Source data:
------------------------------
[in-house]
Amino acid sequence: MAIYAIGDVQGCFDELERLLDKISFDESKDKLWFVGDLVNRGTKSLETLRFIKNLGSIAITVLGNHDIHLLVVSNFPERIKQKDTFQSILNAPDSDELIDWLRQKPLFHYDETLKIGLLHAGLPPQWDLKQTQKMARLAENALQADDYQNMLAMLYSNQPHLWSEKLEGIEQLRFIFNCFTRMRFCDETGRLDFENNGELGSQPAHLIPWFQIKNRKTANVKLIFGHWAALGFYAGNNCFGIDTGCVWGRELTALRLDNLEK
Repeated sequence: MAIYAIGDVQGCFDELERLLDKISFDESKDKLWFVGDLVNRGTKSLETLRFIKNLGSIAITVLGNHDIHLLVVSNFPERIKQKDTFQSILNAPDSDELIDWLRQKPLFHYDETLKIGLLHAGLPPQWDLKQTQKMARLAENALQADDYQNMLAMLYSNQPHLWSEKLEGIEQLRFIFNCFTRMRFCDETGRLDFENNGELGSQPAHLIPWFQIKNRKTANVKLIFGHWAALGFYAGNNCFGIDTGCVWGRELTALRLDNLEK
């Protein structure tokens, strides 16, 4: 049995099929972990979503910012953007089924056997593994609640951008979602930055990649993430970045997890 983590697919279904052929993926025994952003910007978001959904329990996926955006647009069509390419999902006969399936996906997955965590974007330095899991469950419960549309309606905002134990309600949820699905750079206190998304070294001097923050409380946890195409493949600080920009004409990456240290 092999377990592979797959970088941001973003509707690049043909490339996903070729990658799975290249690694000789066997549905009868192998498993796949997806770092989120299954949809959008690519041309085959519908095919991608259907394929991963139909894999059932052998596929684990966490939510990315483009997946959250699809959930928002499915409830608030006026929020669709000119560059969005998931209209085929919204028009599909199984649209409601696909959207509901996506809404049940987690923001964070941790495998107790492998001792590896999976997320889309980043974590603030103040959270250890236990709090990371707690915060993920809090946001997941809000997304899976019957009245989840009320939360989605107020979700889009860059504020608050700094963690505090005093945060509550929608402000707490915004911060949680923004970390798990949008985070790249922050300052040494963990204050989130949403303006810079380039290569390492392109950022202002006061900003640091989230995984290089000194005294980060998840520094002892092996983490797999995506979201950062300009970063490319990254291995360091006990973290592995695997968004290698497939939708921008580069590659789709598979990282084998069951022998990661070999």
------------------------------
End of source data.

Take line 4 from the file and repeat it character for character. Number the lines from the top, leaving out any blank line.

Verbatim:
């Protein structure tokens, strides 16, 4: 049995099929972990979503910012953007089924056997593994609640951008979602930055990649993430970045997890 983590697919279904052929993926025994952003910007978001959904329990996926955006647009069509390419999902006969399936996906997955965590974007330095899991469950419960549309309606905002134990309600949820699905750079206190998304070294001097923050409380946890195409493949600080920009004409990456240290 092999377990592979797959970088941001973003509707690049043909490339996903070729990658799975290249690694000789066997549905009868192998498993796949997806770092989120299954949809959008690519041309085959519908095919991608259907394929991963139909894999059932052998596929684990966490939510990315483009997946959250699809959930928002499915409830608030006026929020669709000119560059969005998931209209085929919204028009599909199984649209409601696909959207509901996506809404049940987690923001964070941790495998107790492998001792590896999976997320889309980043974590603030103040959270250890236990709090990371707690915060993920809090946001997941809000997304899976019957009245989840009320939360989605107020979700889009860059504020608050700094963690505090005093945060509550929608402000707490915004911060949680923004970390798990949008985070790249922050300052040494963990204050989130949403303006810079380039290569390492392109950022202002006061900003640091989230995984290089000194005294980060998840520094002892092996983490797999995506979201950062300009970063490319990254291995360091006990973290592995695997968004290698497939939708921008580069590659789709598979990282084998069951022998990661070999």